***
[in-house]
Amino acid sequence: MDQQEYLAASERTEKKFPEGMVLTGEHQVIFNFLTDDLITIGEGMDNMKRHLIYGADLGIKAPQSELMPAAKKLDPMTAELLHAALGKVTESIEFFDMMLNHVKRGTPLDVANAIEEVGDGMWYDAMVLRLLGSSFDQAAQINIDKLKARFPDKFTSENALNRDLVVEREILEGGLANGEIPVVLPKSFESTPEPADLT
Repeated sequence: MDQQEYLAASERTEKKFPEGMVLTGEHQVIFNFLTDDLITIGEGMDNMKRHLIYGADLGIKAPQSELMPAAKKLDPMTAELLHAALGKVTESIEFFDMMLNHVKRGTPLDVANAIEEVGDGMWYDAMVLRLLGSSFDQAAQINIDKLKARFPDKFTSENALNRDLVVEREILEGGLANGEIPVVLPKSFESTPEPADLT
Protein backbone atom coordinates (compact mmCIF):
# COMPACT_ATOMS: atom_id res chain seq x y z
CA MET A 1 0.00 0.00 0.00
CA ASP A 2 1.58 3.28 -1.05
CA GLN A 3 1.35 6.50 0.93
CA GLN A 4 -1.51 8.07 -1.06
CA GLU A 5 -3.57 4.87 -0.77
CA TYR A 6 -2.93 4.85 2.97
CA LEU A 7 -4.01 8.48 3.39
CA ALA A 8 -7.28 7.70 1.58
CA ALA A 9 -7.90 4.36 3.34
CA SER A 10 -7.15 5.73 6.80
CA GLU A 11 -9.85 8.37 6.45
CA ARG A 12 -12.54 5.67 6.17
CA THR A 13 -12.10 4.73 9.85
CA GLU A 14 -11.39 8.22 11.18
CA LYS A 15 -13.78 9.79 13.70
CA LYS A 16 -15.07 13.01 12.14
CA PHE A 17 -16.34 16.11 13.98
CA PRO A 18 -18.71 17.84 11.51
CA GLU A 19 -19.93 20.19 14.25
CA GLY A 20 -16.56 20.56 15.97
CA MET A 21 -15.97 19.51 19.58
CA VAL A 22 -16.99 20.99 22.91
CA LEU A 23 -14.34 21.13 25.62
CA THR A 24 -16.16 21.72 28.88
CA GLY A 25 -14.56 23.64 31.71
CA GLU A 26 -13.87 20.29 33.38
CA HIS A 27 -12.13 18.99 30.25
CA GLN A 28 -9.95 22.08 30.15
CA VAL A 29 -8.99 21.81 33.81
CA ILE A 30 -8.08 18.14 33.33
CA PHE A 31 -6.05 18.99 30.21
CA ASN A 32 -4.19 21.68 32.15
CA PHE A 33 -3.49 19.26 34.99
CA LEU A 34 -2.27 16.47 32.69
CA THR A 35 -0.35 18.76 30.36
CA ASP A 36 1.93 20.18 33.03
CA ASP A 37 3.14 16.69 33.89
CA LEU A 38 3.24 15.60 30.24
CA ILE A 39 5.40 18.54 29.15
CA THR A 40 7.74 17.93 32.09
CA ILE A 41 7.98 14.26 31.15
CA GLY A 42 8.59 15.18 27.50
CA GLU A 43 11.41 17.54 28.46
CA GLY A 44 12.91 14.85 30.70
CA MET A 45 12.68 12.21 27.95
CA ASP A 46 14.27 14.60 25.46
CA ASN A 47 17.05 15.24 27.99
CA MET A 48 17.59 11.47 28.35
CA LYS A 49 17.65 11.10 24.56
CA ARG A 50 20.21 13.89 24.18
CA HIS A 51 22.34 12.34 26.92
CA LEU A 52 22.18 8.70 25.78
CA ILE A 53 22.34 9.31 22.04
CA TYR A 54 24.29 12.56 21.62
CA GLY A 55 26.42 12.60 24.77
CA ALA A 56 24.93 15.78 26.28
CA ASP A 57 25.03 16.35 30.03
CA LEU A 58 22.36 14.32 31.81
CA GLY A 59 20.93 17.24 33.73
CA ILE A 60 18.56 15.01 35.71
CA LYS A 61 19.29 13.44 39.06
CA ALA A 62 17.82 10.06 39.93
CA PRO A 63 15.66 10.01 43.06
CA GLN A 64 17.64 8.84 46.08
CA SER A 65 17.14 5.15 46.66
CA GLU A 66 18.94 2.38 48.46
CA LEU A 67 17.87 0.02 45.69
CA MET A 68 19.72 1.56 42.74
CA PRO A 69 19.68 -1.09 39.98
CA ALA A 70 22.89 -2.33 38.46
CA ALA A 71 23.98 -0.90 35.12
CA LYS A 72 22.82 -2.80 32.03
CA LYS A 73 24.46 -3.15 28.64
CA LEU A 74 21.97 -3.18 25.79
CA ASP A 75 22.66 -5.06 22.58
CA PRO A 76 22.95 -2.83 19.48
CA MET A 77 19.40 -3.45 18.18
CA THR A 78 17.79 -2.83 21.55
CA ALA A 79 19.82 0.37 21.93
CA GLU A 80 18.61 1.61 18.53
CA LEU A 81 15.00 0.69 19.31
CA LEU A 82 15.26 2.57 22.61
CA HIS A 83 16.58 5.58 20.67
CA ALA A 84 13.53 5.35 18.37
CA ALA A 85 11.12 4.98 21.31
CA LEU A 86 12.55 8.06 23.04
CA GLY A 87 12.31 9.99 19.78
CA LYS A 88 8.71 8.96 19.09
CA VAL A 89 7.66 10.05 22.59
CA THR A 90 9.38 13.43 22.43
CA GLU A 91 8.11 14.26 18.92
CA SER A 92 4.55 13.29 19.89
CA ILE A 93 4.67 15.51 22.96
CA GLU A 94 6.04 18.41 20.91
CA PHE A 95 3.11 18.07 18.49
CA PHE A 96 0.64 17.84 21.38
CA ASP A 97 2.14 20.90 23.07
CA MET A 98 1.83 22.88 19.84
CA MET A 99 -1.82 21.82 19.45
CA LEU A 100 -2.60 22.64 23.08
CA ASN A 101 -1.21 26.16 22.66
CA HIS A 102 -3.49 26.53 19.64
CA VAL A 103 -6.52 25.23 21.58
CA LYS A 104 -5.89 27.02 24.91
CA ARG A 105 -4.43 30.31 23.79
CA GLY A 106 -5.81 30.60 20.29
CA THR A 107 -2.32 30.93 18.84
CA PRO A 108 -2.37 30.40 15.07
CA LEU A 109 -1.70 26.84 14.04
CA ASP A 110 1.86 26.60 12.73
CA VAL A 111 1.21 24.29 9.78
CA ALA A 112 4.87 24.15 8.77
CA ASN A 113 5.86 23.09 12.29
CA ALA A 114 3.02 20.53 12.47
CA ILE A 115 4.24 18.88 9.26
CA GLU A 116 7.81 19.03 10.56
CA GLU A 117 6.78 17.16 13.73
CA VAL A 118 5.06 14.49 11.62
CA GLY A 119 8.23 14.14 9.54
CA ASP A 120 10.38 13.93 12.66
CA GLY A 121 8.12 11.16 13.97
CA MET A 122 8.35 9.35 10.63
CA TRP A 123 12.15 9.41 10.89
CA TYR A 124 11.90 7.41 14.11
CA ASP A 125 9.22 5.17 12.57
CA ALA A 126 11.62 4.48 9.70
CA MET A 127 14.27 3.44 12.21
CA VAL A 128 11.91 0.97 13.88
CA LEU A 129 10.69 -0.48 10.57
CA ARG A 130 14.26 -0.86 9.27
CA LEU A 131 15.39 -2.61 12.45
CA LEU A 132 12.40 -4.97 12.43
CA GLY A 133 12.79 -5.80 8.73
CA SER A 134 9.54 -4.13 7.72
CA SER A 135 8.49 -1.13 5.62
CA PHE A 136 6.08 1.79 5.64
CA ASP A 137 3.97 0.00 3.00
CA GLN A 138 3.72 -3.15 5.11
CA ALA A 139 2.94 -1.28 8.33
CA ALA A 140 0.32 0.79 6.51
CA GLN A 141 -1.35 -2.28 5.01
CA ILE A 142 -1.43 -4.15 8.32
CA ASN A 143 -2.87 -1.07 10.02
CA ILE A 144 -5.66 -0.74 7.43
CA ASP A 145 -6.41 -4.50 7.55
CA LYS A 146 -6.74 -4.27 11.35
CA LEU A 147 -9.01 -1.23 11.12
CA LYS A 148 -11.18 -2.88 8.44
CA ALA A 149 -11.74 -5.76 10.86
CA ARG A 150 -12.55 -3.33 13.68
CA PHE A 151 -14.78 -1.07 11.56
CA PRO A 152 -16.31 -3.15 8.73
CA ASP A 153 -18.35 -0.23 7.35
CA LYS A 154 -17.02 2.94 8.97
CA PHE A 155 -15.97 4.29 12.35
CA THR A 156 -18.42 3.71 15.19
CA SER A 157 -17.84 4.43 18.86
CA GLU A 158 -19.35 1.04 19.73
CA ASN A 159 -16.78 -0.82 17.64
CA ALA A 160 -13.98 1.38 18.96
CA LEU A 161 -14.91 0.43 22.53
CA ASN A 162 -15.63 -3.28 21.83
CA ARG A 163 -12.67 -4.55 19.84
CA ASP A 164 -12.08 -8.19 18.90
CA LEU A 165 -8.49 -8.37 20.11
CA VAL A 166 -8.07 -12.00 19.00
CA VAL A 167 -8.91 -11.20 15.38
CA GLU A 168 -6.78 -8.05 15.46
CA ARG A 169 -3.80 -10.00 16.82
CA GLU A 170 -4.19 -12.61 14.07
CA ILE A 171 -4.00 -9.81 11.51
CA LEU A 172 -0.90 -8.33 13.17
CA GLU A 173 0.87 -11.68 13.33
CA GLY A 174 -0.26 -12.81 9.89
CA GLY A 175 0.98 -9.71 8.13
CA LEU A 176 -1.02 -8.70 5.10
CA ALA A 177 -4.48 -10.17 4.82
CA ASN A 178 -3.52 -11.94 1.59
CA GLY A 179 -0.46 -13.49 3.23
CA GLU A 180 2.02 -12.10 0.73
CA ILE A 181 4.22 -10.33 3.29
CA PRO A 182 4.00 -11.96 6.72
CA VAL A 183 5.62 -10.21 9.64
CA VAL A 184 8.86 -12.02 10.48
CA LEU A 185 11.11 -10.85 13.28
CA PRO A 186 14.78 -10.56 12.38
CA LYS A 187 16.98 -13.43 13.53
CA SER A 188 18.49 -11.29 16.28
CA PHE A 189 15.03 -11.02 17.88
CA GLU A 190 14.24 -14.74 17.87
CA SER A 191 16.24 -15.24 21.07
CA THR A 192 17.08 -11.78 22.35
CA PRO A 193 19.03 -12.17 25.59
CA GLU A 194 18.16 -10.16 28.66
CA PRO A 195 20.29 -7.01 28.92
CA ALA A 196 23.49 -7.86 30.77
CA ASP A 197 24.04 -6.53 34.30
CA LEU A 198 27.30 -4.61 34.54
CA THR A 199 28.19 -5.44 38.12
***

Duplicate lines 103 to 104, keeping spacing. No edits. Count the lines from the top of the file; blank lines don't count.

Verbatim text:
CA MET A 98 1.83 22.88 19.84
CA MET A 99 -1.82 21.82 19.45